Let’s get to the point
Septodont introduces its range of Septoject needles and explains how it avoids any manufacturing defects.
Using needles is a part of everyday life for a dentist when giving local anaesthesia. But are all needles the same and how do you choose?
Often choice is based on what you learned or used in dental school; what your practice manager orders in; what you think is most suitable for the procedure and price.
Studies over the years show that most patients cannot tell the difference between a 25 or 30 gauge needle. But they will almost certainly know if the needle is blunt, bends or hooks!
The initial choice of needle really needs to be based on injection type and depth of penetration. After that it really is important that you take a look at the quality and decide what sort of needle would you personally be happy to be injected with. It really is true that not all needles are the same!
An independent study (Sanchez and Fernandez, 2005 and 2007), performed an electron microscope scan to take a close look at seven commonly used brands of disposable dental needles. It revealed manufacturing defects at the needle point, such as burrs, jagged edges and blunt points. It concluded that Septodont’s Septoject needles were the best quality – see for yourselves!
Which needle would you like to be injected with – any of these?
You and your patients would probably prefer these, from Septodont:
What makes Septoject needles so special?
- They are made from high grade surgical stainless-steel tubing to reduce risk of breakage (ISO 9626)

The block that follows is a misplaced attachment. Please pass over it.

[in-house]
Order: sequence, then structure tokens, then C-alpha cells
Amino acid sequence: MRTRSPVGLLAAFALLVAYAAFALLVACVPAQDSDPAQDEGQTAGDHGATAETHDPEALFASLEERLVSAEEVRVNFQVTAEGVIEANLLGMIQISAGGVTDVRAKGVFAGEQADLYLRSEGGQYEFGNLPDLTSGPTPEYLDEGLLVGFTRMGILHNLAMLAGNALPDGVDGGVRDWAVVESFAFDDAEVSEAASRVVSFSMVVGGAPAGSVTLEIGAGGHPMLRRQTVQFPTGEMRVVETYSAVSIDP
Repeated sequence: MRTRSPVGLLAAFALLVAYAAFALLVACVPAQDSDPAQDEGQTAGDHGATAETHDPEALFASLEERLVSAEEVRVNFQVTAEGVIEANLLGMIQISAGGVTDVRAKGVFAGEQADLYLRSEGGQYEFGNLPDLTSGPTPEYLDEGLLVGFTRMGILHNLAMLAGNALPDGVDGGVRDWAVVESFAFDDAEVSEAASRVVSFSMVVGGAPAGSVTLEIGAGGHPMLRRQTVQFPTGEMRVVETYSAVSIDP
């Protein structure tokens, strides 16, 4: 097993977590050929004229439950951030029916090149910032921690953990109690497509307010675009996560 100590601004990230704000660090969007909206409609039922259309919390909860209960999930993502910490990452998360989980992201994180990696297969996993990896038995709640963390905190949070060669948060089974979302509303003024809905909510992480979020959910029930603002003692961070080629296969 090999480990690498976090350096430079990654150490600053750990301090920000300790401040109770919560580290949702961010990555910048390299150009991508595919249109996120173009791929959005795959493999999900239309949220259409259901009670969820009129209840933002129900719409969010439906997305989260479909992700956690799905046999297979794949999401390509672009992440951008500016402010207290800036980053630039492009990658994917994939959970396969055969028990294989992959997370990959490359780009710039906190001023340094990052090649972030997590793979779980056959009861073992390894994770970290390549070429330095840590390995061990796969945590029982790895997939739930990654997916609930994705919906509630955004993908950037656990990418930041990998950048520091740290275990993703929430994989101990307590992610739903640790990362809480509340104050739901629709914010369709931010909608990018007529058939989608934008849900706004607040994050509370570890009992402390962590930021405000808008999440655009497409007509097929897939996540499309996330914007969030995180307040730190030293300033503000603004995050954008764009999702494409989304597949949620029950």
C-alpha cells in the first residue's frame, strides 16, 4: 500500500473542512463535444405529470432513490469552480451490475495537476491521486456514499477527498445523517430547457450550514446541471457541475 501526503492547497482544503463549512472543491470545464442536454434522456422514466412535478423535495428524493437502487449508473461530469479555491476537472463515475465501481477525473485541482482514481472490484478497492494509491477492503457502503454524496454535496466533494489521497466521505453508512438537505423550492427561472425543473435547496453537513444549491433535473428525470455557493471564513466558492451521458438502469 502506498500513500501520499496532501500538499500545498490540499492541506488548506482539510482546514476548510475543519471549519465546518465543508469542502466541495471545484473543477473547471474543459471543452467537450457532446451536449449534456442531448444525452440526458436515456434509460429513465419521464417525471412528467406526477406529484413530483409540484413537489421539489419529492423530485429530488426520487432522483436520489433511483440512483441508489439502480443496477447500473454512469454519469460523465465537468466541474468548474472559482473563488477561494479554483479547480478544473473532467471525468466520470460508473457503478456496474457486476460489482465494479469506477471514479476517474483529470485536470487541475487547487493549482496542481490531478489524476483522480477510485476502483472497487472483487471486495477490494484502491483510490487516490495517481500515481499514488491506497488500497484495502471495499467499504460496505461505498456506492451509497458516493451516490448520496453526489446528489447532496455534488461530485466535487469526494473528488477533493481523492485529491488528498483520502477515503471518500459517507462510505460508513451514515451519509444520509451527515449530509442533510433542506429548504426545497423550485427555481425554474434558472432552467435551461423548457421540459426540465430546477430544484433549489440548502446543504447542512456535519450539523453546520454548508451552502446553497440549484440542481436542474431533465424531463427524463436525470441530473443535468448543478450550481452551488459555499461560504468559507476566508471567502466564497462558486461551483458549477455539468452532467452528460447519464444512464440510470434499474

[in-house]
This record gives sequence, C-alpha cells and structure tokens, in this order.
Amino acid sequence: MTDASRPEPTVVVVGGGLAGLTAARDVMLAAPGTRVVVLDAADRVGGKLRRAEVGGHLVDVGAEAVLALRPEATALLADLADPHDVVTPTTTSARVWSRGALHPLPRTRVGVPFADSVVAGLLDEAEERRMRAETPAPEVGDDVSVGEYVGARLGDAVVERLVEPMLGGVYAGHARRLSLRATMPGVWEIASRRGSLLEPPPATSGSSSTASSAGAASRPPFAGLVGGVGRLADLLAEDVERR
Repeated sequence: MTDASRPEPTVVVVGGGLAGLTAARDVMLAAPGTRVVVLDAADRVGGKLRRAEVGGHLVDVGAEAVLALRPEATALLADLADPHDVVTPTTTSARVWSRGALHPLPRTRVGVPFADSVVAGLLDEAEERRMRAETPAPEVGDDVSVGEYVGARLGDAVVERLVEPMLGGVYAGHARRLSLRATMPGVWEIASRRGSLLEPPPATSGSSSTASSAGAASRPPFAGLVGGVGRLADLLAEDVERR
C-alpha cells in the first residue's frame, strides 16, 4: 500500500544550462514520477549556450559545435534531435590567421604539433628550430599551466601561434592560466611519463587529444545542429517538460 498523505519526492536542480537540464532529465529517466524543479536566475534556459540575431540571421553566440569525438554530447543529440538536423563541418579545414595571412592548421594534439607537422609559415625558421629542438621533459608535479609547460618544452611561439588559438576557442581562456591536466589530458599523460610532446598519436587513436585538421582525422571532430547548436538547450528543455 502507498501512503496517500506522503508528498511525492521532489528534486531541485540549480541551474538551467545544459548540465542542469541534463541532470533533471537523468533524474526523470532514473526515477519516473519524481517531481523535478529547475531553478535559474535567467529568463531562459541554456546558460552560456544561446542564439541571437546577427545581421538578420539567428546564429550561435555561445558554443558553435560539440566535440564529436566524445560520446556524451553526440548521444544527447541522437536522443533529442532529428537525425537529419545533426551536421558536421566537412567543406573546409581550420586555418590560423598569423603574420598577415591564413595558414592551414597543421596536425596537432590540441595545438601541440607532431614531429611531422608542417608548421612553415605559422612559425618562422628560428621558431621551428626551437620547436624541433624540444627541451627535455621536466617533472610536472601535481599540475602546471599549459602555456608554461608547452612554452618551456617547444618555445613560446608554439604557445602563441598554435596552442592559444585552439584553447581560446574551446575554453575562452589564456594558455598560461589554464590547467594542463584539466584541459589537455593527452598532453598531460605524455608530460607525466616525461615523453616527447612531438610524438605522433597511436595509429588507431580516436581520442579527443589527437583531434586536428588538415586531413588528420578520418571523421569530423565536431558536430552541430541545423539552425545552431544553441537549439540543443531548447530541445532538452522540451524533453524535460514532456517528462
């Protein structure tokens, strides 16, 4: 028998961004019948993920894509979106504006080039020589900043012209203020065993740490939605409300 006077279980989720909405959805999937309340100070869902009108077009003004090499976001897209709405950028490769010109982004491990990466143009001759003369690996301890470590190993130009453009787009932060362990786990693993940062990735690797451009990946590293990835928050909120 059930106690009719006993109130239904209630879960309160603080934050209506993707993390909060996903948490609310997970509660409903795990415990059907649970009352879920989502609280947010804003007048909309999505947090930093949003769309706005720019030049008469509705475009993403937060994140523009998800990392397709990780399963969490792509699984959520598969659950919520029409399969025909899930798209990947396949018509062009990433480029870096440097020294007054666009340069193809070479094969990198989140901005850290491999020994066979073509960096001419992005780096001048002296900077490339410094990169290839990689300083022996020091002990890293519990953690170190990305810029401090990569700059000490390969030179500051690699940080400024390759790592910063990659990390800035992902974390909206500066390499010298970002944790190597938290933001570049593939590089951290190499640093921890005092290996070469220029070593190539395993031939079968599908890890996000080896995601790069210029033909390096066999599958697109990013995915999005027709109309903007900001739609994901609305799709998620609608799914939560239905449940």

- Every single needle is tested with a traction test before release
- Excellent tissue penetration is achieved with a high quality triple-bevel needle (or scalpel blade) with polished and siliconised cannula
- Bevel indicated to ensure correct orientation of the bevel
- Made with a plastic hub using a new adhesive system that is more environmentally–friendly
- Sterilised by gamma-rays.
The gauge refers to the outside diameter of the needle. In the UK the standard gauges used are 27 and 30.
The larger the number, the narrower the needle; 27 gauge needles are 0.4 mm in diameter and 30 gauge have a diameter of 0.3 mm.
Needle length tends to vary between ultra short, short and long. Choice will depend on the sort of injection required.
This, combined with the gauge, therefore ensures that there’s a needle for every situation, from an inferior alveolar block to a superperiosteal infiltration.
As well as the standard Septoject needles, Septodont also offers more choice with its Septoject XL needles, with the 40% larger inner bore, and its Evolution needles with the scalpel blade.
Of course, Ultra Safety Plus Twist is fitted with Septoject needles, so there is no compromise.
Click below to get an idea as to what goes into making Septodont’s superior dental needles.
For further information on Septodont’s needles or any other Septodont equipment, visit www.septodont.co.uk.
Sanchez D and Fernandez R (2005) Microscopic evaluation of dental needles. The dental surgeon of France 1206
Sanchez D and Fernandez R (2007) Assessing dental needles. The Dentist January: 66-8